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Feasibility Study on Biocontrol of Membrane Biofouling using Lytic Bacteriophages

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Viruses that infect and lyse bacteria are ubiquitous, abundant and biologically important in the environment. Although viruses are abundant in the wastewater treatment systems, little is known about their biological control of membrane biofouling using bacteriophage infecting biofilm forming bacteria such as P. aeruginosa. A lytic phage to infect P. aeruginosa was isolated from a full scale wastewater treatment plant. The idea was to control biofilm formation by P. aeruginosa using lytic phages. The isolated lytic phage infecting P. aeruginosa morphologically belongs to the Myoviridae family with an isometric head and a contractile tail. Titer of the isolated phage with P. aeruginosa was calculated to be 5.32 ± 1.1× 106PFU/ mL and burst size was found to be 113 ± 17 PFU/infected cell. Scanning electron micrographs confirmed that specific phage could extensively degrade biofilm produced from P. aeruginosa. This phage did not affect any other liquid cultures relevant in activated sludge treatment, suggesting no collateral damage to other bacteria. Bacteriophage–based biocontrol promises a great potential to mitigate biofilm formation in membrane systems.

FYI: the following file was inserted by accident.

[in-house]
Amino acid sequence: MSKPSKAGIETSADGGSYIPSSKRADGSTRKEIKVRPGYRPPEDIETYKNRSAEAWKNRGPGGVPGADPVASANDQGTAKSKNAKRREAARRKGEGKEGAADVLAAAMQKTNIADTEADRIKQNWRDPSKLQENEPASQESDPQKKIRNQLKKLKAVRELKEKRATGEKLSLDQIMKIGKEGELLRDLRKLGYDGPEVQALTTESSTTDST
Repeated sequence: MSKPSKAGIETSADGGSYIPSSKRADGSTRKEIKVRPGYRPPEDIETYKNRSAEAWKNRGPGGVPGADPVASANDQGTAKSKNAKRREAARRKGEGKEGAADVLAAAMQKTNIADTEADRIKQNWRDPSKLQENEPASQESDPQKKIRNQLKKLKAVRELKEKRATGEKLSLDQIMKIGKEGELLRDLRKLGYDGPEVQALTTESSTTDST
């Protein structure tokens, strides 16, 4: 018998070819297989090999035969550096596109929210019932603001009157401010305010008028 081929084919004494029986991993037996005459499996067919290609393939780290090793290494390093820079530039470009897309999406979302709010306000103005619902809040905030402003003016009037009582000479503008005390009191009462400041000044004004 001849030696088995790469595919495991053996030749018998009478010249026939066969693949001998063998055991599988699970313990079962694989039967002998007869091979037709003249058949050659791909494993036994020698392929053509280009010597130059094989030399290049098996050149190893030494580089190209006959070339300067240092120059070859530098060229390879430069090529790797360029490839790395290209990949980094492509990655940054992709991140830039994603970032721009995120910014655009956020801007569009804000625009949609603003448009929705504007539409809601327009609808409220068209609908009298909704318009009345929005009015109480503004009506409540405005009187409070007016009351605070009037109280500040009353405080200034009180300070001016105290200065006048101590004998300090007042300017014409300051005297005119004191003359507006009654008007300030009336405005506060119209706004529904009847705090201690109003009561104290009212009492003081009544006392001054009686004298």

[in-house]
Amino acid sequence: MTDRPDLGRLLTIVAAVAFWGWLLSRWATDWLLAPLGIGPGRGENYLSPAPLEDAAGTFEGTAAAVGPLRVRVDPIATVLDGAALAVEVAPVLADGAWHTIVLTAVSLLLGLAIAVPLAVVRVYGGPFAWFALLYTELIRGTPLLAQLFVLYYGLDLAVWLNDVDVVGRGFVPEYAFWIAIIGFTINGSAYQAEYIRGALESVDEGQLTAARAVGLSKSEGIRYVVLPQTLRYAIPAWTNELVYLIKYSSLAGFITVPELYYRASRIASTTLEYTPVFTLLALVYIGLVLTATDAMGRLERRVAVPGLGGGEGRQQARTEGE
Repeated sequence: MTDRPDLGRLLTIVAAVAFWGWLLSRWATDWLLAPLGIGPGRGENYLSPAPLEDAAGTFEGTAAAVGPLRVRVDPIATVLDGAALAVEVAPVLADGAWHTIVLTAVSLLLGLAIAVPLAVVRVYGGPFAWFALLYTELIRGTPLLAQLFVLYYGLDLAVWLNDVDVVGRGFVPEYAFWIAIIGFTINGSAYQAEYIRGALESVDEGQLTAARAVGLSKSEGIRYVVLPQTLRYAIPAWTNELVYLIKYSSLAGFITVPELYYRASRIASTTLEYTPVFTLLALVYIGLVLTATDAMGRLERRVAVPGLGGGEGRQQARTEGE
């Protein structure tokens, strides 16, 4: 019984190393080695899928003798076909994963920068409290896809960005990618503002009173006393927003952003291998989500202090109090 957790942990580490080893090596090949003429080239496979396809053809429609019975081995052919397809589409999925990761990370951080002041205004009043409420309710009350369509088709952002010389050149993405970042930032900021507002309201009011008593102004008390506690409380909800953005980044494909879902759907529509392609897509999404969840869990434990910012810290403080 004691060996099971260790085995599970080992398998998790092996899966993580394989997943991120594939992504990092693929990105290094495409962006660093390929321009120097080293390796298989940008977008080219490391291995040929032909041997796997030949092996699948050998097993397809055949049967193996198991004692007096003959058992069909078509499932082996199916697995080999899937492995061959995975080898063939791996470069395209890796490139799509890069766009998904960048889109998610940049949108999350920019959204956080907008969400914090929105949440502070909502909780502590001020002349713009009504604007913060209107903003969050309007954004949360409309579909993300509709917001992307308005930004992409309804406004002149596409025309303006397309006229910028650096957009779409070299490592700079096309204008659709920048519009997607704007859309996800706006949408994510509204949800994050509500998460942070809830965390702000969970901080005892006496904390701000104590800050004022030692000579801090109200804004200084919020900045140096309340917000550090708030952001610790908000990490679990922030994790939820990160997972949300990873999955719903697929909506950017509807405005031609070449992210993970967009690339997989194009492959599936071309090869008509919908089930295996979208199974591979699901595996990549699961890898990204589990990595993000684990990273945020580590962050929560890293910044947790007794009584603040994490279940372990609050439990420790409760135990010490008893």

Keywords: Bacteriophage; Biofilm; Membrane; Pseudomonas; Virus; biofouling

Document Type: Research Article


Publication date: 2011-01-01

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  • Proceedings of the Water Environment Federation is an archive of papers published in the proceedings of the annual Water Environment Federation® Technical Exhibition and Conference (WEFTEC® ) and specialty conferences held since the year 2000. These proceedings are not peer reviewed.

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